A Home Business

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Sharon Johnson was the owner of a company approved to facilitate and provide home-healthcare aid for Medicaid-reimbursed services in a group home. A group home which happened to be her house. A 1,325 square foot home. While this seems cramped for full time Medicaid care facility, it didn’t matter. Johnson only intended to run a Medicaid fraud scheme and you don’t need space to do that!

Court records indicate that between 2014 and 2021, Johnson signed up several clients without their knowledge or consent to receive personal-care services and used her Parker Lane address in Chester as an unlicensed group home for up to a half-dozen of her clients, plus herself and an employee of her company. Only a fraudster would bill Medicaid for taking care of herself, and pocket the reimbursement funds!

Johnson submitted falsified documents for 14 of her clients to receive personal-care services. Those documents included purported timesheets from her employees documenting their work on the services, when in fact, those employees had no knowledge the timesheets were submitted. To execute the fraud scheme, Johnson created online patient portal accounts in the names of her patients and then assumed their identities to approve billing requests. Despite the fact that no healthcare services were provided.

Johnson had some other devious business practices. To obtain control of her patients’ finances, Johnson submitted fraudulent documents, including a “Medical Power of Attorney” form. After the death of one patient, Johnson changed the VSR pension payment deposit location to her own bank account. VRS thereafter paid at least 8 monthly pension payments into Johnson’s bank account before belatedly confirming the patient’s death.

Great job by the Virginia Medicaid Fraud Control Unit in this investigation.

Today’s Fraud of the Day is based on an article “Chester woman received Medicaid, pension payments from unlicensed group” published by Virginia 8News on December 22, 2022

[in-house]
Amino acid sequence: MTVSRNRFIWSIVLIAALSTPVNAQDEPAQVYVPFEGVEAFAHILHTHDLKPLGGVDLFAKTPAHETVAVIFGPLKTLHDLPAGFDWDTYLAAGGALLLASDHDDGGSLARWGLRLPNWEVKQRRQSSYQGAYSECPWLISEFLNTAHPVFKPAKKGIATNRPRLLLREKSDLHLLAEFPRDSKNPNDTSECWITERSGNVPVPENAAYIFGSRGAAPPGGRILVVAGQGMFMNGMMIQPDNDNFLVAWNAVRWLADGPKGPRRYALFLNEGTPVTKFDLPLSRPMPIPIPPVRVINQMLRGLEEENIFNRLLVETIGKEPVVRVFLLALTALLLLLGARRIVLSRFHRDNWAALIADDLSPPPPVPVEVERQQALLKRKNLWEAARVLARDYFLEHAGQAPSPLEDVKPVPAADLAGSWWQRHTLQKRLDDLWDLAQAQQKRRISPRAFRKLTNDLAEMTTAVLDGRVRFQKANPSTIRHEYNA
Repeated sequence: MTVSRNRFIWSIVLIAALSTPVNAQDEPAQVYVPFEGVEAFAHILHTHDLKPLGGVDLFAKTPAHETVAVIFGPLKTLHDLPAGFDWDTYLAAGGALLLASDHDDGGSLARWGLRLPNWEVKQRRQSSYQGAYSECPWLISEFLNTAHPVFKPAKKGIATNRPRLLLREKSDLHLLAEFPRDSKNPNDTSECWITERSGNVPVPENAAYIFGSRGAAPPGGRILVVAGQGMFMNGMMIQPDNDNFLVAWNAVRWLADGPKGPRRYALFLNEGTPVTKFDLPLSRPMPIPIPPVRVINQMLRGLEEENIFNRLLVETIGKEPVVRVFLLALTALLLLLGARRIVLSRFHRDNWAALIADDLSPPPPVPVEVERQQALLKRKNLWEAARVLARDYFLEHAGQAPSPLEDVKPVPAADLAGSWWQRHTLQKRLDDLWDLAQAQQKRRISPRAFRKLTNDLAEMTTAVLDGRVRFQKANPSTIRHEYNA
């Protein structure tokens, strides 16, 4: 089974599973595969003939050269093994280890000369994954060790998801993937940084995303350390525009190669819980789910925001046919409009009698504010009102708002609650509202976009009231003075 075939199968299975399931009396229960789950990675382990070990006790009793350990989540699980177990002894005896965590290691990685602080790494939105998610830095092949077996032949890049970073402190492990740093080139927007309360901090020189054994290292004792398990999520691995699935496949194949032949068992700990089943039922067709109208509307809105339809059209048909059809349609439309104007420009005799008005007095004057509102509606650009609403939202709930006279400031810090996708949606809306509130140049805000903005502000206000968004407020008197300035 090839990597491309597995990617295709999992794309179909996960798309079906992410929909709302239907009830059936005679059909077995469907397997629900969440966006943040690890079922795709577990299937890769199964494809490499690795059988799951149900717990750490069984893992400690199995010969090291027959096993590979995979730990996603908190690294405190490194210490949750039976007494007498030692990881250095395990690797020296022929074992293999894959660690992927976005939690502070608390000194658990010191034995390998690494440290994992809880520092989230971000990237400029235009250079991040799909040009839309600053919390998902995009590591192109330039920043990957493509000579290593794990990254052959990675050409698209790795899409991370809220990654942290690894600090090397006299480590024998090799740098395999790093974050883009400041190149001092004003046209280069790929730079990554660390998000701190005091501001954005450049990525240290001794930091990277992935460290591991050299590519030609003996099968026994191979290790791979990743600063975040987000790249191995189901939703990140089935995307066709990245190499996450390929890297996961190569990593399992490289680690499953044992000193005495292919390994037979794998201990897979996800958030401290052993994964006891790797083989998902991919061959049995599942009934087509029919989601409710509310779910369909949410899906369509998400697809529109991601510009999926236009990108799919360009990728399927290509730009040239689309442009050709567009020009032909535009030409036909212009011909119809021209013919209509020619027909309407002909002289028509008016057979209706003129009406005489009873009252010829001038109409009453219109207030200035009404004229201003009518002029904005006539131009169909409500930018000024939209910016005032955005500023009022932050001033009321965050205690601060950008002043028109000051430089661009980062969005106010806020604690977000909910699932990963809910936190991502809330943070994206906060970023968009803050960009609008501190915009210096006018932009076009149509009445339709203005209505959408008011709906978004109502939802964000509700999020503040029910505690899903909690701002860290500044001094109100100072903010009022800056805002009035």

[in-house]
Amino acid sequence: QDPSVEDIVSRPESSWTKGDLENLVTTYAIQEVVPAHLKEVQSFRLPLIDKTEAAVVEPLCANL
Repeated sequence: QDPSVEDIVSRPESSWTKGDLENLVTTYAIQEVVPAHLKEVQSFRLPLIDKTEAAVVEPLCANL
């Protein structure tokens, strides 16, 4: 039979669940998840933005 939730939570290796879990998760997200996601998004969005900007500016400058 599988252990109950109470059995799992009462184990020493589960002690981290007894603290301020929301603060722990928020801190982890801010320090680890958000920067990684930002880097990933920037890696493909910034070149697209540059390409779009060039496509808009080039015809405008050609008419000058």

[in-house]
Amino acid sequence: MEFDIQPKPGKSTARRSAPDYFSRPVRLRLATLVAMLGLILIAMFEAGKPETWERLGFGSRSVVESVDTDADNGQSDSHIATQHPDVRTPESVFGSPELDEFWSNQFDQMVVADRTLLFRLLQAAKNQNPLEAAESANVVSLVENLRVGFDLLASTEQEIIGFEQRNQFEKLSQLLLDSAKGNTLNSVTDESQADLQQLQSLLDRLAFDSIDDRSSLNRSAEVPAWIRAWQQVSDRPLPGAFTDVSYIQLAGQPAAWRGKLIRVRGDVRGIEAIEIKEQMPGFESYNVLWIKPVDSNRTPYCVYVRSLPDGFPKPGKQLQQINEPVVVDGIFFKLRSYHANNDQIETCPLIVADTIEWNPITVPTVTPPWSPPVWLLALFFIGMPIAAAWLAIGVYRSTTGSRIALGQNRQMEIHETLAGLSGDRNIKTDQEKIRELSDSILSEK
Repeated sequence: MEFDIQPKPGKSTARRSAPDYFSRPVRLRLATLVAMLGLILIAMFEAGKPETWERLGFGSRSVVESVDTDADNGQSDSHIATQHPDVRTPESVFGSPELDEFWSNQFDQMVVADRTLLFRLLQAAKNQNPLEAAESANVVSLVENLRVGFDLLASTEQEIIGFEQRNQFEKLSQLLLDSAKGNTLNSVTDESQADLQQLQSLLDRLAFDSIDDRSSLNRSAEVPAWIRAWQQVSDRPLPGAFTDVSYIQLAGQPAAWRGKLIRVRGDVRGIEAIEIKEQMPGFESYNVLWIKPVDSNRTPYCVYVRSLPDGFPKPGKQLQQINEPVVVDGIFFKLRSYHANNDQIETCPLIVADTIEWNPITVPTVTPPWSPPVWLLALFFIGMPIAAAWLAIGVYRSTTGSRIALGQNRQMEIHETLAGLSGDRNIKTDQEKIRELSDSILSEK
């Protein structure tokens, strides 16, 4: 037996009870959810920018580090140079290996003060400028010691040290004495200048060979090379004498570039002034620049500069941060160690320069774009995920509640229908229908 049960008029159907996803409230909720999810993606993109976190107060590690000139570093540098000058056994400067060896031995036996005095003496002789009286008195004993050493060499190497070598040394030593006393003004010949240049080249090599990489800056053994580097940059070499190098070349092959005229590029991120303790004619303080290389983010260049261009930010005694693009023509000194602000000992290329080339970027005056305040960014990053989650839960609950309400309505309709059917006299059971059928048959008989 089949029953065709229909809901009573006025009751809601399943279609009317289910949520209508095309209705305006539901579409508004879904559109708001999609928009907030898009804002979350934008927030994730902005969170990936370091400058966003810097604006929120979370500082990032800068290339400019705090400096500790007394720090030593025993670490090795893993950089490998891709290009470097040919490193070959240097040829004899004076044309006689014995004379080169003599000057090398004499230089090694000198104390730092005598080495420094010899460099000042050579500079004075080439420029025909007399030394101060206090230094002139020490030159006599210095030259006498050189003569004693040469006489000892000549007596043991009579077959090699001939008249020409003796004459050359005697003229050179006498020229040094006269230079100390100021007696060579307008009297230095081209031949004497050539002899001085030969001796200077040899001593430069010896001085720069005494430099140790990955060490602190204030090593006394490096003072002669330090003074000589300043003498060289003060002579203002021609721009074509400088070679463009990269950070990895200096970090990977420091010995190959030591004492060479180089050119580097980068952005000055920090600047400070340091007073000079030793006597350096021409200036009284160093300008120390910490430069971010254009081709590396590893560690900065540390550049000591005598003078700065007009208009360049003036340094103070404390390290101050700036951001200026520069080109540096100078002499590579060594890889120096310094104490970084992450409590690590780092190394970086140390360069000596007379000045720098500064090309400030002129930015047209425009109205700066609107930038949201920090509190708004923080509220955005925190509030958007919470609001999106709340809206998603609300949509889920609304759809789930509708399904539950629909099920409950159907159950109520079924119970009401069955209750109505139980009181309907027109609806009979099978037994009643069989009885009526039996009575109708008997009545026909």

A Chester woman has pleaded guilty to multiple fraud charges for her involvement in a Richmond-based health care services scheme.

Sharon Johnson, 58, owned and operated “Sharon Y. Johnson & Associates” between 2014 and 2021. Johnson signed up numerous clients, offering to manage their personal and home healthcare needs, paid for by the patients’ Medicaid eligibility. According to court documents, Johnson’s personal residence in Chester served as an unlicensed group home, housing up to half a dozen Medicaid recipients.

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Larry Benson, Senior Director of Strategic Alliances, LexisNexis Risk Solutions - Government

Larry Benson is responsible for developing strategic partnerships and solutions for the government vertical. His expertise focuses on how government programs are defrauded by criminal groups, and the approaches necessary to prevent them from succeeding.

Mr. Benson has 30 years of experience in sales and business development. Before joining LexisNexis® Risk Solutions, he spent 12 years founding and managing two software technology startups. During the 1990s he spent 10 years as a Regional Director helping to grow a New England-based technology company from 300 employees to 7,000. He started his career with Martin Marietta Aerospace working on laser guided weapons and day/night vision systems.

A sought-after speaker and accomplished writer, Mr. Benson is the principal author of “Fraud of the Day,” a website dedicated to educating government officials about how criminals are defrauding government programs. He has co-authored WTF? Where’s the Fraud? How to Unmask and Stop Identity Fraud’s Drain on Our Government, and Data Personified, How Fraud is Changing the Meaning of Identity.

Benson holds a Bachelor of Science in Physics from Albright College, and earned two graduate degrees – a Master of Business Administration from Florida Institute of Technology, and a Master of Science in Engineering from Lehigh University.